Although dry dog food is convenient to store, pet nutritionists such as DogAware.com's Mary Straus say that canned food can be better than dry food, mostly because it contains fewer preservatives (because the canning process itself acts as a preservative). Canned dog food generally contains less grain and more moisture, which helps keep a dog hydrated and benefits the urinary tract.
Like canned foods, the best dry dog foods have high-quality proteins (named meat and meat meals), along with high-quality carbohydrates, such as potatoes and whole grains. Lower-quality products instead may contain corn, wheat and soy, along with glutens and byproducts. Experts don't consider such ingredients to be highly desirable, and brands containing them may not be very palatable to dogs.
Pound for pound, the well-known brands sold in supermarkets and major pet-food chains are obviously a lot cheaper. However, many pet-nutrition experts say that the initial cost difference doesn't tell the whole story. They note that the higher-quality ingredients in premium food mean your dog will actually eat less compared to inexpensive dog food. An added benefit is that because more of the food is absorbed as nutrients, your dog will pass less solid waste.
Experts also point out that suggested serving sizes are just that -- suggestions. Feeding needs vary greatly depending on your dog's breed and activity level, and serving guidelines are merely a good jumping-off point. A dog that spends all day running around in the yard will obviously need more food than a sedentary dog. Observation will tell you if your dog needs more or less food.
Choosing the proper food has become even more challenging since manufacturers started labeling their foods as being suited for certain life stages, such as puppy, large adult or senior, or breeds. According to the Association of American Feed Control Officials (AAFCO), the body that governs and regulates pet-food labeling, there are only two true designations: a formula for puppies and one for adult dogs. Puppy formulas generally have more calories and protein. Products labeled "senior" or "large breed" mean the food meets requirements for regular adult food. There's nothing regulating those additional terms when they're used on dog food packaging.
A popular alternative to processed commercial foods is a raw dog food diet. Raw food is the most natural dog food a canine can eat, because in the wild a dog (or wolf) would kill and eat animals. We've all heard that it's bad to feed bones to our dogs because they'll splinter and harm the stomach, but raw dog food proponents say that this only applies to bones that have been cooked. Raw bones will not splinter.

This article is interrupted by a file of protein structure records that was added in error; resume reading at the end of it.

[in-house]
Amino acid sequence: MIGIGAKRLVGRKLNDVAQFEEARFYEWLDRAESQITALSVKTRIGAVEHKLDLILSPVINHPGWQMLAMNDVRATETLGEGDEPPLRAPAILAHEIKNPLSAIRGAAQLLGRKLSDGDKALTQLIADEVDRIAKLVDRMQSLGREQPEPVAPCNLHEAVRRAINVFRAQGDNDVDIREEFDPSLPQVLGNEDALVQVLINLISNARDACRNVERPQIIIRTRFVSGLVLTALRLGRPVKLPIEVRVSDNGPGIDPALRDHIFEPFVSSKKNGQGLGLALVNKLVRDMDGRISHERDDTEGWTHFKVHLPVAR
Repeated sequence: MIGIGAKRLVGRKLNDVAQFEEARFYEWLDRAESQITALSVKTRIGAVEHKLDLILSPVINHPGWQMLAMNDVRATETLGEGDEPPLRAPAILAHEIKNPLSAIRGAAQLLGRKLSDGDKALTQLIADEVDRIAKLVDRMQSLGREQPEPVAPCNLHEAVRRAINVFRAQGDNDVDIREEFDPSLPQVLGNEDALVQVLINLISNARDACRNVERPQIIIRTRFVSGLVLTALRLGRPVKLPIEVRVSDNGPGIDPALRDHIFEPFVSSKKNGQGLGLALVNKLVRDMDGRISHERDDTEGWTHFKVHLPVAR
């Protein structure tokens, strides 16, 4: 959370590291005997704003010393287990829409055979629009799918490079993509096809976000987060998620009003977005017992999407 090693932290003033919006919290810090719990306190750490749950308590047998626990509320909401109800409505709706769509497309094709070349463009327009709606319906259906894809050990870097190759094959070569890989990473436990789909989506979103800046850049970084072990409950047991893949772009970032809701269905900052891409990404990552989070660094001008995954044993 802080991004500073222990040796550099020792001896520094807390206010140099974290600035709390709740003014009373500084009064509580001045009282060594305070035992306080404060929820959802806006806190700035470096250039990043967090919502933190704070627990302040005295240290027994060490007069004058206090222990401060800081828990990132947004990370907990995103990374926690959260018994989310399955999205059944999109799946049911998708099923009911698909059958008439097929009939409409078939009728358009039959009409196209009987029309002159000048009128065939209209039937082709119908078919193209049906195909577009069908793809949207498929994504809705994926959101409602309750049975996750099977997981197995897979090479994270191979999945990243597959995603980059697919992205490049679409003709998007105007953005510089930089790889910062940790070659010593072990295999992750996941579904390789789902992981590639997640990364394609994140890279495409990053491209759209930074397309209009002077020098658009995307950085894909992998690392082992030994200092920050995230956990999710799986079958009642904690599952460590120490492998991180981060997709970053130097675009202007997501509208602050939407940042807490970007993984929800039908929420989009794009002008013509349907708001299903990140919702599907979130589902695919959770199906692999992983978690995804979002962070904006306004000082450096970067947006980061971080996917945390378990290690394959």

Raw food diets are often referred to as BARF, which stands for "biologically appropriate raw food" (though some folks refer to it as "bones and raw food"). It generally focuses on bone-in chicken, bone-in beef, veggies and fruits, and there's a lot of information on it out there. In short, you can throw your dog a whole raw chicken or a whole fish and a bunch of carrots every day and he'll thrive, advocates say. One of the leading proponents of a BARF diet is an Australian veterinarian named Ian Billinghurst, who suggests that a dog eat 2 percent of its body weight per day. For example, a 50-pound dog would eat about 1 pound of food per day (this varies, of course, in terms of how active the dog is, how old, metabolism, general health, etc.).
In the U.S., Natural Pet Systems Inc. distributes Billinghurst's BARF Diet products via its website, BarfProducts.com. The products are delivered in freezer packs, with 24 pounds of food per pack (*Est. $120 plus shipping). The ingredients are certainly sterling and include beef hearts, lamb hearts, chicken, pork, finely ground beef bones, beef liver, kidneys and tripe, with fruit and vegetables among the lesser ingredients. Exotic things like bok choy and dried kelp powder make this truly unusual.
Nature's Variety is another raw-food provider. It offers a line of frozen products made up of 95 percent USDA-inspected meat and raw bone and 5 percent organic fruits, vegetables and oils, as well as a raw freeze-dried line with lower meat content. Though availability is far from universal, it can be purchased from local pet shops as well as in-store from a few major pet-food chains, including Petco.
Of course, if you have the time and inclination, you can make your own homemade dog food. Homemade dog food recipes are time consuming and messy to make at home but certainly can be done. A typical homemade dog food (raw food) meal might include chicken backs, necks or wings, a couple of beef ribs and an egg. Fish is also highly recommended; an entire raw fish is considered a real treat.
Here are some other things experts say to consider when shopping for dog food: